Characterizing Recombinant Proteins Using HPLC Gel Filtration and Mass Spectrometry

Gillian E. Begg1, Sandra L. Harper1, David W. Speicher1

1 The Wistar Institute, Philadelphia
Publication Name:  Current Protocols in Protein Science
Unit Number:  Unit 7.10
DOI:  10.1002/0471140864.ps0710s16
Online Posting Date:  May, 2001
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Abstract

Recombinant proteins are subject to many forms of heterogeneity, including aggregation, proteolytic degradation, chemical modification, mutation, and incorrect translation. This unit describes methods for the detection and identification of these problems using analytical HPLC gel filtration and MALDIā€MS. Preliminary characterization of recombinants is necessary before the structure or function of the protein can be investigated.

     
 
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Table of Contents

  • Basic Protocol 1: HPLC Analysis of Recombinant Proteins
  • Support Protocol 1: Determination of Stokes Radius by HPLC Gel Filtration
  • Support Protocol 2: MALDI‐MS Analysis of Recombinant Proteins
  • Reagents and Solutions
  • Commentary
  • Figures
  • Tables
     
 
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Materials

Basic Protocol 1: HPLC Analysis of Recombinant Proteins

  Materials
  • recipeGel filtration buffer (see recipe)
  • Protein standard (e.g., Bio‐Rad gel filtration standard)
  • Protein sample
  • 0.05% (w/v) sodium azide or 20% (v/v) ethanol
  • Isocratic liquid chromatography system (HPLC or FPLC)
  • Prepacked HPLC or FPLC column (Table 7.10.1)
  • 0.2‐µm filters

Support Protocol 1: Determination of Stokes Radius by HPLC Gel Filtration

  Materials
  • 1 to 10 pmol/µl HPLC‐purified protein sample of interest (see protocol 1)
  • MALDI‐MS‐compatible buffer (e.g., 10 mM ammonium bicarbonate, pH 8)
  • Molecular weight standards
  • recipeSaturated matrix solution (see recipe)
  • Sample target (e.g., gold or stainless steel plate)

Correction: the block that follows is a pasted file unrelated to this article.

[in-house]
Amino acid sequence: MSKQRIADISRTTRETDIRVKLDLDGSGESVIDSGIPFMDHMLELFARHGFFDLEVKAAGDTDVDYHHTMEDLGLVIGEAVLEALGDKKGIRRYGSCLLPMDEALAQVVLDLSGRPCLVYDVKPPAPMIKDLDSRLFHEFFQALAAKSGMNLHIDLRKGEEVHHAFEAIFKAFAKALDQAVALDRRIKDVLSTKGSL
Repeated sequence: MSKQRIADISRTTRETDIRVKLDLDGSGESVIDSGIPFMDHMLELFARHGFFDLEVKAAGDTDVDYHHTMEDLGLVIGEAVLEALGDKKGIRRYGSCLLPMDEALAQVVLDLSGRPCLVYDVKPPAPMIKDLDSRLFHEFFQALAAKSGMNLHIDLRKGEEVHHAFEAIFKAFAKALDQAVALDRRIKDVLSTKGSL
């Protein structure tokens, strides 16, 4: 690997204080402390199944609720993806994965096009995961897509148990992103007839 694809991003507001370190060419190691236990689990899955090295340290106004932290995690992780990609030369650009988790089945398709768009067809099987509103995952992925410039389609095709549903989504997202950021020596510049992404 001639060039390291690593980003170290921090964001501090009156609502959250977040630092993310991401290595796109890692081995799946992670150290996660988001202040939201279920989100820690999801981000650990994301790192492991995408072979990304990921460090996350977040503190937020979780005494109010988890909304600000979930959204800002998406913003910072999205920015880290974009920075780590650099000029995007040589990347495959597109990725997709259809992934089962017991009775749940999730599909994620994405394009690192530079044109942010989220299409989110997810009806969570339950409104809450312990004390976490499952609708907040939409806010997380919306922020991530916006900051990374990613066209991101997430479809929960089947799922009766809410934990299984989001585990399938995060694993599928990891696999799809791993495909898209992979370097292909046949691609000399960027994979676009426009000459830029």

• Matrix‐assisted laser desorption/ionization (MALDI) mass spectrometer (Voyager RP, PerSeptive BioSystems)
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Figures

Videos

Literature Cited

Literature Cited
   Beavis, R.C. and Chait, B.T. 1996. Matrix‐assisted laser desorption ionization mass‐spectrometry of proteins. Methods Enzymol. 270:519‐551.
   Cantor, C.R. and Schimmel, P.R. 1980. Biophysical Chemistry, Part II: Techniques for the Study of Biological Structure and Function. W.H. Freeman, New York.
   Neue, U.D. 1997. HPLC Columns: Theory, Technology, and Practice. John Wiley & Sons, New York.
   Overall, C.M. 1987. A microtechnique for dialysis of small volume solutions with quantitative recoveries. Anal. Biochem. 165:208‐214.
   Schagger, H. 1994. Chromatographic techniques and basic operations in membrane protein purification. In A Practical Guide to Membrane Protein Purification (G.V. Jagow and H. Schagger, eds.) pp. 23‐57. Academic Press, San Diego.
   Seigel, L.M. and Monty, K.J. 1966. Determination of molecular weights and frictional ratios of proteins in impure systems by use of gel filtration and density gradient centrifugation. Application to crude preparations of sulfite and hydroxylamine reductases. Biochim. Biophys. Acta. 112:346‐362.
Key References
   Beavis and Chait 1996. See above.
  A practical guide to MALDI‐MS of proteins, including details of sample preparation and data analysis.
   Neue, 1997. See above.
  A theoretical and practical guide to HPLC, including properties and selection of columns, methods development, and troubleshooting.
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